Question regarding categories and transfers

I use my personal checking account for making contributions to my Vanguard acc0.

When I make the contribution, and set up the purchase in the investment - enter transaction dropdown box - I pull the cash from my Chase banking account. In Quicken, that automatically enters the transaction in my Chase checking category as a transfer. OK.

I would like to also track this contribution as a Savings category, but since it categories it as a transfer, it doesn't.

Not sure how to rectify this. Any help would be appreciated


Tom

Answers

  • Frankx
    Frankx SuperUser ✭✭✭✭✭
    edited March 20
    Hi @Heine Ootenvault

    Can you give me some additional that will help my understanding?  When you say "I would like to also track this contribution as a Savings category" are you referring to categories that appear on the "Category List" in Quicken?  Here's  snip of what they look like:


    Or is it something else that you want to do and perhaps can't?  Are you thinking about budgets?

    Frankx


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  • NotACPA
    NotACPA SuperUser, Windows Beta Beta
    @""Heine Ootenvault" 
    You misunderstand accounting principals.
    The use of an Income category makes you richer (the value of some asset goes up).
    The use of an Expense category makes you poorer (the value of some asset goes down).
    A transfer does neither, It merely moves value from one account to another, just as moving your wallet from one pocket to another doesn't change your Net Worth.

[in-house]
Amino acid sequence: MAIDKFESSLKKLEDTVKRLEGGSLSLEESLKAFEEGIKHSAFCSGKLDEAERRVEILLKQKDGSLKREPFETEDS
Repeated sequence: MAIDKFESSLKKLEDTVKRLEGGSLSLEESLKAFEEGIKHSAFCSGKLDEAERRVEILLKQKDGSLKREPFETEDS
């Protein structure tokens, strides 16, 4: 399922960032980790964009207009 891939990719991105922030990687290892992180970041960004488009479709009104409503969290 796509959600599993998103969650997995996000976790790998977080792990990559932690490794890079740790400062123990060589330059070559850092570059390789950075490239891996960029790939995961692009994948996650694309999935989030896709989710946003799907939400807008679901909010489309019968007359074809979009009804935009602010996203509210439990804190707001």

So, even though Q Mac allows this (which is an abomination), there's no appropriate category for a transfer.

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    Now running Quicken Windows Subscription, Home & Business
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  • Heine Ootenvault
    Heine Ootenvault Unconfirmed, Member
    Hello Frank,

    Thanks for quick response.

    Since Quicken categorizes it as a transfer, it does not show up in say - My Money tab - see where you money goes. If I look at the Total Spending graph, the cash I sent to Vanguard is not accounted since it was a transfer.

    I did transfer it, I guess I am looking at it as another way of 'spending' it. Not sure if that explains it or not.
  • NotACPA
    NotACPA SuperUser, Windows Beta Beta
    Instead of looking at an Income & Expense report ... look for the Cash Flow report;  Transfers WILL show there.
    Q user since DOS version 5
    Now running Quicken Windows Subscription, Home & Business
    Retired "Certified Information Systems Auditor" & Bank Audit VP
  • Frankx
    Frankx SuperUser ✭✭✭✭✭
    Hello Frank,

    Since Quicken categorizes it as a transfer, it does not show up in say - My Money tab - see where you money goes. If I look at the Total Spending graph, the cash I sent to Vanguard is not accounted since it was a transfer.
    Hi again @Heine Ootenvault

    I know these things can be confusing, so I like to think of them in the simplest of terms and ways.

    I would view the meaning of "see where your money goes" and "spending" to both be "how I used the money that I no longer have".  And I think Quicken, and most folks would interpret those phrases the same way. 

    And I believe that there is a good reason why Quicken does not include transfers in those categories and it is because moving funds from one account to another is not spending.  You still have the funds - they are just invested, or held, in a different account.